The Salt Institute, a trade association that represents salt producers, condemned FDA's action.
The FDA's guidance to industry calls for appropriate sodium levels in 150 categories of processed and restaurant foods from bakery products to soups. Once finalized, interim levels would be met in two years and more ambitious levels in 10 years.
The agency says its draft targets factor in data on consumer preferences, as well as current industry efforts to reduce sodium. FDA said it is confident that the short-term targets, which seek to decrease sodium intake to about 3,000 mg per day, are readily achievable. In fact, many foods, such as top-selling pretzel products, have already met the short-term target, it said.
The two-year sodium-reduction targets will now be subject to 90 days of public comment and the 10-year targets to 150 days of public comment. FDA will then consider those comments before issuing final guidance, which even then will be voluntary.
The targets are part of the FDA's response to a lawsuit that CSPI had filed against the FDA last October seeking action on its 2005 petition. In addition to the draft guidance, CSPI said FDA today formally denied its petition asking for mandatory standards.
Leon Bruner, the chief science officer of the Grocery Manufacturers Association, said GMA is looking forward to working with FDA “to ensure the best and most recent science is taken into account” when determining sodium intake levels.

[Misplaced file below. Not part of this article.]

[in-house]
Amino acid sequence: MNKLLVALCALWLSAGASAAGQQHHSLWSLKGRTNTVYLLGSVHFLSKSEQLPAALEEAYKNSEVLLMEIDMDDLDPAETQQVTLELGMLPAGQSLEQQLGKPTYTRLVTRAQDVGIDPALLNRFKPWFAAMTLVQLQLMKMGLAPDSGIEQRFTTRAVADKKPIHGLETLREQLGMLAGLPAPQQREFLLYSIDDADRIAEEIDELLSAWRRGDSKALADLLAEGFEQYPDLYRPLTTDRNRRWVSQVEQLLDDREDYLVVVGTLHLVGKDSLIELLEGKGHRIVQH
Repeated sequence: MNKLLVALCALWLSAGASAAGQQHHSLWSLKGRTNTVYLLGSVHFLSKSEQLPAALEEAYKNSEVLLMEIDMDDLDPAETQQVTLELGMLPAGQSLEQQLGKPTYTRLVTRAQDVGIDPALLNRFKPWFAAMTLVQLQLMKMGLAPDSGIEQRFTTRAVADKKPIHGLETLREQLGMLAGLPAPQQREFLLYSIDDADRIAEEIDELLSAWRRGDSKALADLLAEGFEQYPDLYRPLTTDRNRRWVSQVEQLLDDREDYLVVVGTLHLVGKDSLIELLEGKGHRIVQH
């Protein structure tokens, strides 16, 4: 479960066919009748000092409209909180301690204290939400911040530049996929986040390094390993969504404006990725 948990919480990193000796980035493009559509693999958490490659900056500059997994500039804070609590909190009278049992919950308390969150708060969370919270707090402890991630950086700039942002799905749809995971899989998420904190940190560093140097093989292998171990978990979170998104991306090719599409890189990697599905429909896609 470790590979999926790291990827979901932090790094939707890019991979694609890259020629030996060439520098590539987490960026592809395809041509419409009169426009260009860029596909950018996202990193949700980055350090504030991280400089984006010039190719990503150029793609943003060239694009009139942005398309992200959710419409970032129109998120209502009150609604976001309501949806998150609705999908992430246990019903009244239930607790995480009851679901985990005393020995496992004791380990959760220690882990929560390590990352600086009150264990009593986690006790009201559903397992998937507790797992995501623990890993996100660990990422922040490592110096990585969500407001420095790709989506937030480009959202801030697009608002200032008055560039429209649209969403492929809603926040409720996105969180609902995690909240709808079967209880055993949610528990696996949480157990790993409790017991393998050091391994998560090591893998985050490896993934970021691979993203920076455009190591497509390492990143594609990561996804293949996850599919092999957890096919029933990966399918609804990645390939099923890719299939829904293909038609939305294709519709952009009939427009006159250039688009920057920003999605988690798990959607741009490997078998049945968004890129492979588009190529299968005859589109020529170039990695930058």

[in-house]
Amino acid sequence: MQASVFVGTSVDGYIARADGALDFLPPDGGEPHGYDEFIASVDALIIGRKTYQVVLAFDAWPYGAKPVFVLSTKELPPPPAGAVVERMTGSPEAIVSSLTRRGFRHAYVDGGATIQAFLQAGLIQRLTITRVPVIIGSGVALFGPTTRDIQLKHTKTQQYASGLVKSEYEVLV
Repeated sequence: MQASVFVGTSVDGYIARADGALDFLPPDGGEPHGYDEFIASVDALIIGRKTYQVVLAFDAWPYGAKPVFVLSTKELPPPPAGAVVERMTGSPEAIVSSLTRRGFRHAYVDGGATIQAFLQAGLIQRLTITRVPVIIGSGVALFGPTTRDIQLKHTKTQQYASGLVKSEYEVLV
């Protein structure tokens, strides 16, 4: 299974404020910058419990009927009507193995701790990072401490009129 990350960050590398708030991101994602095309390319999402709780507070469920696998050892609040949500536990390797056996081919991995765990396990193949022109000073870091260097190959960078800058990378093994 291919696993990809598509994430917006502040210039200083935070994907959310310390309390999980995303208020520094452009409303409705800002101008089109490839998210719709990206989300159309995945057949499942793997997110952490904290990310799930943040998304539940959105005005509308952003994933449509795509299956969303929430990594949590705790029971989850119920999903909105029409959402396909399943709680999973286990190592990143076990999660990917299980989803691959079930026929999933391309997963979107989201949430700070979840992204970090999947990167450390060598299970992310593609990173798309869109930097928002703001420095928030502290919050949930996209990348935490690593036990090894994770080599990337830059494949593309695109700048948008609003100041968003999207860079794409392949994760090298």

“Like others inside and outside of government, we believe additional work is needed to determine the acceptable range of sodium intake for optimal health,” Bruner said in a release. “This evaluation should include research that indicates health risks for people who consume too much sodium as well as health risks from consuming too little sodium.”
Bruner pointed out that GMA members have been improving the nutritional profile of their products for years. Between 2002 and 2013, he said, member companies made more than 30,000 healthier product choices available to consumers by reducing sodium, calories, sugar and saturated fat while increasing whole grains fruits and vegetables. He cited a 2014 study indicating between 2008 and 2013, the food and beverage industry reduced sodium in products purchased by consumers by 16 percent, for a total of 28 million pounds, or the equivalent of over 100 mg of sodium per person per day.